WORLD WIDE WORDS
Issue 839: Saturday 6 July 2013
1. Feedback, Notes and Comments.
Duct tape Readers were quick to mention other names for the stuff, including 100-mph tape, supposedly so named in the US military because it was strong enough to hold together a jeep travelling at that speed; an older form is 90-mph tape. Jim Tang mentioned that a more recent aircraft version is 500-mph tape, though I wouldn’t care to fly in one so mended. Another term is gaffer tape, a version used by film electricians, whose boss is the gaffer. A paragraph about these was in the piece as first written but I accidentally left it out during the revision. Now included again, together with the 500-mph variant.
Jitney Lots of readers asked about jeepneys in the Philippines. It is generally agreed by the experts that they get their name from combining jeep and jitney, having been so named by US service personnel in the country after the Second World War, when many ex-army jeeps were used as informal transport.
Michael Grosvenor Myer recalled, “When I worked for a canned goods importing firm in Eastcheap in the 1950s, a jitney, sometimes shortened to jit, was the smallest size of canned fruit container. Do you know anything of this usage?” It isn’t in any dictionary I’ve consulted but there’s a reference dated May 1927 in a trade journal called The Canner: “Examination of 1926 pack statistics show rapid progress toward smaller cans that will sell at popular prices. The small 8-oz. jitney appeared for the first time.” There are other contemporary references to the name being applied to the eight-ounce can. There are examples also of its being used today for a size of sardine can. We may guess that its name derives from the small value of the jitney coin.
Despite its form, this has nothing to do with poetry (or noses). The first part is from Greek nosos, a disease, while the second is a disguised form of pointikos, creative or productive, which is the source of the English adjective poietic with the same sense. So something nosopoetic causes disease.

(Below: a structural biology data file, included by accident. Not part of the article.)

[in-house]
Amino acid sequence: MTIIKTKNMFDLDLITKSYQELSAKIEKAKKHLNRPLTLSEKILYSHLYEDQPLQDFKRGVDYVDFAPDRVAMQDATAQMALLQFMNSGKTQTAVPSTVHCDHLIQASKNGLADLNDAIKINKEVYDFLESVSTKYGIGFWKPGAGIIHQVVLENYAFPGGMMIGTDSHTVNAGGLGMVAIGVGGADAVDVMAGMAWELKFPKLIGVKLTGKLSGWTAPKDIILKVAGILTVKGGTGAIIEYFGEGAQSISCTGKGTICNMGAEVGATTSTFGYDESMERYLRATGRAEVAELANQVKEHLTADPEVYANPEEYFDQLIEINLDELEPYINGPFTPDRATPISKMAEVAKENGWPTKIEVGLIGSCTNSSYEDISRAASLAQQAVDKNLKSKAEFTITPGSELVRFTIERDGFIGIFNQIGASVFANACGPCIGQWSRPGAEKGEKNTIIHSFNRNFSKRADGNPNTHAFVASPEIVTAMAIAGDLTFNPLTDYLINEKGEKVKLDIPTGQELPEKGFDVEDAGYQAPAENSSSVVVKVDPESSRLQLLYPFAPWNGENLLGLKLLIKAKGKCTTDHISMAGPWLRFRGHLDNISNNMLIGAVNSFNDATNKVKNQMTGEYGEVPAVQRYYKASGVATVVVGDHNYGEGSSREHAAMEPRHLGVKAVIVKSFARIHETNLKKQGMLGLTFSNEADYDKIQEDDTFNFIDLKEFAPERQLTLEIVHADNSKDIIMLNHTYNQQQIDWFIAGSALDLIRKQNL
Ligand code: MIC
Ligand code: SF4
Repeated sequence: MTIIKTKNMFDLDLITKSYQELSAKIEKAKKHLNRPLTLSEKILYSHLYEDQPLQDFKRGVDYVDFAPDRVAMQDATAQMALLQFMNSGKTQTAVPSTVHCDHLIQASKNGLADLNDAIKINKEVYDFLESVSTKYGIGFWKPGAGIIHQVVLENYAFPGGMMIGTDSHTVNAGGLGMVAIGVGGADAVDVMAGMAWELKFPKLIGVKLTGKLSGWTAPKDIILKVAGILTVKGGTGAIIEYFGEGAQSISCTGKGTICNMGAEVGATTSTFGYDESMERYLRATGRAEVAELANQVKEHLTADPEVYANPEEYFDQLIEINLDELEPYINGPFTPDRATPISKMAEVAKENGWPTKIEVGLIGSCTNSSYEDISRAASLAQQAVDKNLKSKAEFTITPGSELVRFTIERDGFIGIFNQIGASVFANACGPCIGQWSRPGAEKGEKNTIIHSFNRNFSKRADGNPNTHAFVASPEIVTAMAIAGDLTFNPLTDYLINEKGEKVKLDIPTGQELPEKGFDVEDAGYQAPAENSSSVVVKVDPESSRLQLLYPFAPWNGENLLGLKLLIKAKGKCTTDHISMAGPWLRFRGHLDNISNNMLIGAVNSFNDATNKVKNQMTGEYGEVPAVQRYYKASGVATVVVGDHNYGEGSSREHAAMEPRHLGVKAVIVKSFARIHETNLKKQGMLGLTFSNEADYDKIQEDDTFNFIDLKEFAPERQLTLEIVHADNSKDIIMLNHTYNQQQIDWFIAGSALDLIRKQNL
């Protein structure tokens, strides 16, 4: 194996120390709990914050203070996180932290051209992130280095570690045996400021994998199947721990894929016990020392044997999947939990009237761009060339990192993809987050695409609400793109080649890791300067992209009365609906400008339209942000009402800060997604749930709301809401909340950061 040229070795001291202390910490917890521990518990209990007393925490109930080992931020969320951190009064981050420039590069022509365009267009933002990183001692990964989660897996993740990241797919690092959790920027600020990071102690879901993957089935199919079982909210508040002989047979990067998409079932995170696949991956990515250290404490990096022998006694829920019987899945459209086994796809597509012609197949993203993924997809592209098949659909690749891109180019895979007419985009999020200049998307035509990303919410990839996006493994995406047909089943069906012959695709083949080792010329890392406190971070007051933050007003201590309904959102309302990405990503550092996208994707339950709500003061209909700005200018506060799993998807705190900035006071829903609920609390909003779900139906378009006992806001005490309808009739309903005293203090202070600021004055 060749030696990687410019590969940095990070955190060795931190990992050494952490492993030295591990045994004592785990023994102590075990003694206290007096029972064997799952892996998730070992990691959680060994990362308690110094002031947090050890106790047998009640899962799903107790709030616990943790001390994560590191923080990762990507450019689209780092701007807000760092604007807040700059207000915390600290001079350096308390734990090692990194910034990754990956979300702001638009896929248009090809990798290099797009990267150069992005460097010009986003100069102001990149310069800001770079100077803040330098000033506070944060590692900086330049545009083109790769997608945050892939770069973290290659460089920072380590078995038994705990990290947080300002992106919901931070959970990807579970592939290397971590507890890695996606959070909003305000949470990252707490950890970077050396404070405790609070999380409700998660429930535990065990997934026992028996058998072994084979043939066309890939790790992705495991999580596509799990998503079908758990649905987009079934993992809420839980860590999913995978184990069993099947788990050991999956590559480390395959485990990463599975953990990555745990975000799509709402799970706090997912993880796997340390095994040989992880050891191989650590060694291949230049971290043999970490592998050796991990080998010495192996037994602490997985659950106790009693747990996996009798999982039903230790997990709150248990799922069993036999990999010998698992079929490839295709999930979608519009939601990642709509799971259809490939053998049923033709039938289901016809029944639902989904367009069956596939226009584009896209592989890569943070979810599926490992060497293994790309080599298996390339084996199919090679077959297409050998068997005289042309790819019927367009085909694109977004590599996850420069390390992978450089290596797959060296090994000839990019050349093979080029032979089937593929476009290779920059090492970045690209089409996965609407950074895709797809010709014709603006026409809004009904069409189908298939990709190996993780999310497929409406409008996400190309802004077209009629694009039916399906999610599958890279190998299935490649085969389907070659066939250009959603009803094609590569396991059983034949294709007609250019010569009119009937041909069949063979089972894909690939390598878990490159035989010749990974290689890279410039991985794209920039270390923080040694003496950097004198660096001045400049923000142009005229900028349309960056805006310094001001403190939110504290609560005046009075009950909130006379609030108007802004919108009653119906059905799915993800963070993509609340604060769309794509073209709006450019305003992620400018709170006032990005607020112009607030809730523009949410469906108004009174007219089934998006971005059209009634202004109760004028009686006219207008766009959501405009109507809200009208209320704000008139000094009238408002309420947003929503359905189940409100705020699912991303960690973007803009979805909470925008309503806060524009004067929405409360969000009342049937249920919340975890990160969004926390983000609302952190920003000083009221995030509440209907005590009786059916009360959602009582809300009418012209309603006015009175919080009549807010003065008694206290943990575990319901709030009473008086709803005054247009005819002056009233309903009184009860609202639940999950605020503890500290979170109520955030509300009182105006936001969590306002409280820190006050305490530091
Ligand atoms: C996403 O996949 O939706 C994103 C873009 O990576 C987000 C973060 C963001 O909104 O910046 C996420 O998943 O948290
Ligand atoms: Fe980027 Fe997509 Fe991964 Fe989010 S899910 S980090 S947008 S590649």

You might think the term would have found favour with doctors, as it would be a useful addition to their vocabulary. However, it never caught on — despite appearing in a couple of glossaries of medical terms in the early nineteenth century — and around the middle of the century was supplanted by pathogenic.
Nosopoetic was invented by the extraordinary mathematician, physician and satirist Dr John Arbuthnot, who also created the persona of John Bull who symbolises the English character and nation. He introduced nosopoetic in his work of 1733, An Essay Concerning the Effects of Air on Human Bodies.
More than a century later, it appeared in a work I’ve had cause to quote from previously, written by a pioneering educationalist in Indiana to encourage students to learn new words by putting them in context:
The multifarious cibarious substances engorged into inane and jejune stomachs, during the nuptial festivity, were extremely nosopoetic on the guests.
Letters to Squire Pedant, by Samuel Hoshour, 1856.
Cibarious means relating to food, or edible; inane is being used here in its ancient sense of void or empty; jejune is likewise in its earliest meaning of fasting or being hungry. This periphrastic conglomeration may be reduced to “The wedding guests became ill from overeating on empty stomachs.”
Q From Will Thomas: Where do we get loophole from?
A A typical medieval English castle would have had — in addition to barbicans, machicolations, crenellations, a portcullis or two and other useful features — a number of loops.